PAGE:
By: Jake Zuckerman, Charleston Gazette-Mail
A Public Employees Insurance Agency Task Force subcommittee inched closer to a final proposal Thursday regarding how much members should pay for care received outside state lines.
Though the Coverage and Plan Subcommittee did not approve a final plan, PEIA Director Ted Cheatham did offer concrete numbers for members to consider.
He said increasing the state’s coverage share for care received out-of-state from 70 percent to 80 percent would cost about $22.4 million per year. That figure also includes a removal of a maximum facility fee and a $25 copay on out-of-state service.
However, he said a new contract between PEIA and a third party vendor could save as much as $9 million over the next year and could help offset the costs.
“It could be less, it could more, depends on what we actually realize in out-of-state discounts,” he said.
At the behest of Sen. Bob Plymale, D-Wayne, a subcommittee member, the group did not vote on the proposal Thursday in order to give Gov. Jim Justice a chance to look the numbers over.
“I think it’s very important that we know where the governor’s office is on this, because I would really not want to take an action here without vetting this in some way with the governor’s office,” he said.
Mike Hall, the governor’s chief of staff and chairman of the task force, said that is probably a wise decision, although the committee has the right to vote regardless of Justice’s opinion.
“It might be prudent to give us a couple of days to digest this and see where his opinion is,” he said.
The issue traces back to how much PEIA members should pay for care if they have to go out of state to receive it, or if it’s more convenient to go out of state to receive it.
“It was made crystal clear in the listening sessions across the state that the out-of-state coverage is one of the leading concerns that the members had,” said Amy Loring, the human resources coordinator and director of staffing and employee relations for Berkeley County schools.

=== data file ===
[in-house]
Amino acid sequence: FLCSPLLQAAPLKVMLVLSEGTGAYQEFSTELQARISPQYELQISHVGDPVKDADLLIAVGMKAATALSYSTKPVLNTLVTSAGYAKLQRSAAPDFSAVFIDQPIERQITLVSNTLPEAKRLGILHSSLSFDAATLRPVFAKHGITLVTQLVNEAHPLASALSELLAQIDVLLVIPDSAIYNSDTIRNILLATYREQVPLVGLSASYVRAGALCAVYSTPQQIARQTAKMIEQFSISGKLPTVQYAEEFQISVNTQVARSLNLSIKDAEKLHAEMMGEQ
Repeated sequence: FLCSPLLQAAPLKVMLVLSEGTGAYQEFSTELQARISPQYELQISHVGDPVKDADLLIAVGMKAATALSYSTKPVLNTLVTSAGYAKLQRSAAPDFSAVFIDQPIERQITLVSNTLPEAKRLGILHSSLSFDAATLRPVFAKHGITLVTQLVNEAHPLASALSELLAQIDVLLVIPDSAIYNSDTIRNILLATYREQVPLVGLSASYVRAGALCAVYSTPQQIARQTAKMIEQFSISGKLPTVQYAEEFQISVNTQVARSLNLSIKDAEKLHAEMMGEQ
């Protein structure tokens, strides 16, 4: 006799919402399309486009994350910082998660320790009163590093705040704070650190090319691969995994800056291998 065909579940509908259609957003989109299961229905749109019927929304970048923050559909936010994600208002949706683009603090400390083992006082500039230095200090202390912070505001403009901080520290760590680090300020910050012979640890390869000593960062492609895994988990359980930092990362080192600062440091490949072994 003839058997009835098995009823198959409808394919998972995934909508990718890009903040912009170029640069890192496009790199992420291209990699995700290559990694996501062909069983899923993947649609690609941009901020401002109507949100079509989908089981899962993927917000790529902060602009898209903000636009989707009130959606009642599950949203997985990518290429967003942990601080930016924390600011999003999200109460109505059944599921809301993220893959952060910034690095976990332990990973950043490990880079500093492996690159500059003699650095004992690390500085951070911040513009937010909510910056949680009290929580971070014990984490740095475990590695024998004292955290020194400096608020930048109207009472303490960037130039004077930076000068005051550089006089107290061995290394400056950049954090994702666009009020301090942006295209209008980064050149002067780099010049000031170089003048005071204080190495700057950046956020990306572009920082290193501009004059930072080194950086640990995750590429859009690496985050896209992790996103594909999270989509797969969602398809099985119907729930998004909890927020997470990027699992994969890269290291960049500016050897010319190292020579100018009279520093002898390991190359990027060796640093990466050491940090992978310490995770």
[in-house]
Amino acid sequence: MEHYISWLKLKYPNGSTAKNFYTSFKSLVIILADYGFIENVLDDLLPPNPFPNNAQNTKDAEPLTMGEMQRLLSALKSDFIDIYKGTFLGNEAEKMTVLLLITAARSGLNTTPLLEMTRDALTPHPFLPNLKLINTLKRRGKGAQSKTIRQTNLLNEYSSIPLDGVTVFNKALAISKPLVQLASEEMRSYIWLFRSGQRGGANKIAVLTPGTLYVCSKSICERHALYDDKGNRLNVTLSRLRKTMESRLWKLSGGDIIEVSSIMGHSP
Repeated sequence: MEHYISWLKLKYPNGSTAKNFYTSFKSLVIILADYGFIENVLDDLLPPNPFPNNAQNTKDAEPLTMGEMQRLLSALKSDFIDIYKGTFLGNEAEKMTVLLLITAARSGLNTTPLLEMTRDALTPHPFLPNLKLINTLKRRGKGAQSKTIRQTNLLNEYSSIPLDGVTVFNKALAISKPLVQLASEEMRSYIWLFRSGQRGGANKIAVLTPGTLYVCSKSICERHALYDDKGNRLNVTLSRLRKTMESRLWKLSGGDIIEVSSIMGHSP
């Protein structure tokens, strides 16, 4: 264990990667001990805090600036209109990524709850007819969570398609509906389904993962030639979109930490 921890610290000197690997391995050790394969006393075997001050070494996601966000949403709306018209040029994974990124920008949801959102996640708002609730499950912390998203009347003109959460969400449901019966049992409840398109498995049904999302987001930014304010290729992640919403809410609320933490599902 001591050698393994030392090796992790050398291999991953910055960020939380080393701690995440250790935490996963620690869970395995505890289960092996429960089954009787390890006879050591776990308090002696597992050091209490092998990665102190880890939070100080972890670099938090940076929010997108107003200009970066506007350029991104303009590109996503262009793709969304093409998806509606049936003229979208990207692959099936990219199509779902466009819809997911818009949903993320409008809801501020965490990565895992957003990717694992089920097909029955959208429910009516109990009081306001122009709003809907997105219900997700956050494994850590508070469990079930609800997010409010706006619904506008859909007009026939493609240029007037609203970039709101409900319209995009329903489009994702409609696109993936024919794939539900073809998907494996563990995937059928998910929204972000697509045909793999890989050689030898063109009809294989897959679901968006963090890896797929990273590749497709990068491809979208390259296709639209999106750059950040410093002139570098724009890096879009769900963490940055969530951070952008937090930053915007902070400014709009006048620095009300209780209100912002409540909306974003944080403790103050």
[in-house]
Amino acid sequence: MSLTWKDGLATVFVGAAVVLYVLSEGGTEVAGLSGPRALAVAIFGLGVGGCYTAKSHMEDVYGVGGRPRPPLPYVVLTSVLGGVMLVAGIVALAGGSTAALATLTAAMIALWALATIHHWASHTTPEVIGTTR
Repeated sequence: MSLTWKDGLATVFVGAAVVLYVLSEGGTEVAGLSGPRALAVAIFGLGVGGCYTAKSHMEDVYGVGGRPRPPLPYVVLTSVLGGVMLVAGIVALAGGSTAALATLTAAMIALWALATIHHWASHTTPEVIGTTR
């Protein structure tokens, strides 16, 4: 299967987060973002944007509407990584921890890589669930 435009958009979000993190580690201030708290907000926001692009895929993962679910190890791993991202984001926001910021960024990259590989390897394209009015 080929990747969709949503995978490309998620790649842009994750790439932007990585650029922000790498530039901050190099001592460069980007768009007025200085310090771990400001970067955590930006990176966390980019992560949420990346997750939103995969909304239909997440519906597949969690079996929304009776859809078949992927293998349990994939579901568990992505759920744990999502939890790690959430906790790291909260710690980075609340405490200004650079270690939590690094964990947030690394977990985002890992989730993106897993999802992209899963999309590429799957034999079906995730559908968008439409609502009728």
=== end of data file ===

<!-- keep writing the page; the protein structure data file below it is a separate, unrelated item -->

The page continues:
It’s a major issue in the Eastern Panhandle, where Winchester Medical Center in Virginia can sometimes offer more expansive services than in-state providers, and can be a much shorter drive for some West Virginians.
One other proposal Cheatham offered that would require more administrative legwork would be to offer the 80-20 match for Eastern Panhandle PEIA members exclusively, as opposed to other areas in the state. However, he noted as much was just an idea.
“The Eastern Panhandle is a very unique issue. We have tried to fit one peg into all the holes, and it doesn’t fit well in the Eastern Panhandle,” Cheatham said.
The committee also discussed possibilities to reduce the cost of prescription drugs for members. The committee is considering allowing members to seek waivers that would qualify them for cheaper tier-2 drugs, as opposed to tier-3 options, which would cost about $2 million per year.
The group last met Oct. 29, where it discussed the same issues. It also adopted a recommendation for its final report, calling on PEIA to negotiate in-state rates for doctors who have offices in West Virginia and in out-of-state border counties.
Justice created the task force via an executive order at the high watermark of the statewide teacher and school service personnel strike earlier this year.